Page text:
Anubhab Atreya is a lawyer by training and one of the founding members of Studio Nilima, an Assam-based research collective that works in the areas of law, conflict and governance, especially in northeast India. Through his work in correctional homes, he facilitates legal services and strategic litigation apart from researching policy. Here he talks to The Third Eye about a major area of policy concern – equitable access to healthcare within prisons.
How does your work at Studio Nilima connect to public health?
One of the things we do at Studio Nilima is look at correctional homes* from a systems perspective. When we reflect on the work that we have done since 2017 on human rights or the legal services mechanism, we find that a lot of those questions were also public health questions. Every time we visited a client and dealt with a situation, there was always an underlying public health issue.
I remember the first time I saw a jail hospital. Even for people with legal backgrounds like me, a correctional home is a closed space. Even if you interact with a client, you don’t usually get exposed to the system as a whole. On paper, that jail had seemed like it had a proper hospital with facilities that could admit up to 100 people. You go in and you realise that it is just one room with a table and a chair. And probably a pharmacist who doesn’t live on campus so he wouldn’t be available at night.
Here is another incident I remember very vividly. We met an 80-year-old inmate at a correctional home. When we went the next week, we found out that he had died. He had suffered a cardiac arrest at night and there was only one ambulance in correctional home and it didn’t work. These incidents really made an impression on all of us, and we realised there is a huge scope for policy interventions.
*In many parts of the world, including several Indian states, the term jail has been replaced by correctional home to reflect a change in objectives from punishment to reform.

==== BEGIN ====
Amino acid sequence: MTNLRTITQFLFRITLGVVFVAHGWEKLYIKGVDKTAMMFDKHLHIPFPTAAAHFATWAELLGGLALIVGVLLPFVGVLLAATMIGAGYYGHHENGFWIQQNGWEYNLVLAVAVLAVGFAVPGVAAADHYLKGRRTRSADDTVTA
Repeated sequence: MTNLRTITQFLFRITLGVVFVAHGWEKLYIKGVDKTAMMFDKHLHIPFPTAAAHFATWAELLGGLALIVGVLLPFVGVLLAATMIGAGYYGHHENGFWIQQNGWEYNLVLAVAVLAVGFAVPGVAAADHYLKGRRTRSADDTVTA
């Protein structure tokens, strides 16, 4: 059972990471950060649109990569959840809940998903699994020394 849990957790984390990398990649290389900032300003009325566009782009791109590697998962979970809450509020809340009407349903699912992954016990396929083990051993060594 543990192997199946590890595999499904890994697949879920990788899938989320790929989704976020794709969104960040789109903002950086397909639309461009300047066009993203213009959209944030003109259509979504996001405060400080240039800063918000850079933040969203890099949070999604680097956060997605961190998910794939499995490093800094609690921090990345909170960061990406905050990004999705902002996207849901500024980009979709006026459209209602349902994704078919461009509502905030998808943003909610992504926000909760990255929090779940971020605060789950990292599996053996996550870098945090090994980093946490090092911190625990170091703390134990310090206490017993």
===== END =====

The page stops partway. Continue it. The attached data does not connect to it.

Why are the conditions of people in prisons a public health issue?
For a person who’s not exposed to the justice system, it’s very difficult to gauge why correctional homes are important as a governance issue.
First, we need to understand that a prison does not exist in isolation. It is interacting with society on a day-to-day basis. People are getting released from correctional homes, people are going into correctional homes. It’s a revolving door.
Second, there are the moral and ethical issues of incarceration and vulnerable populations. When vulnerable populations outside the correctional home go into the correctional home, women [4.2% of prison inmates, according to the National Crime Records Bureau] and children for example, are at a double disadvantage.
According to the National Crime Records Bureau (NCRB) data, as of 2019, of the 4,78,600 prison inmates in India, nearly 66% belong to the Scheduled Castes, Scheduled Tribes and the Other Backward Class categories. The journalist Sukanya Shanta has reported in detail on how caste dictates what labour you perform inside prisons. These are the factors you are talk about, right?
Yes, the intersectional multiple discrimination that we find in our social structures is reflected inside correctional homes too. The disparities as regards gender are also quite visible inside correctional homes. One prime example, which Studio Nilima has written about, is the architecture of correctional homes. The women’s wards are often closed-off areas within the correctional homes. This creates barriers for access to common facilities like the library, open community spaces, etc. This also impacts their access to gender-specific healthcare needs such as female medical and paramedical staff or gynaecologists. Again, the lack of women among the correctional staff, especially among the officers too creates a situation where women face discrimination; first as inmates and second, as a marginalised section within the inmate population.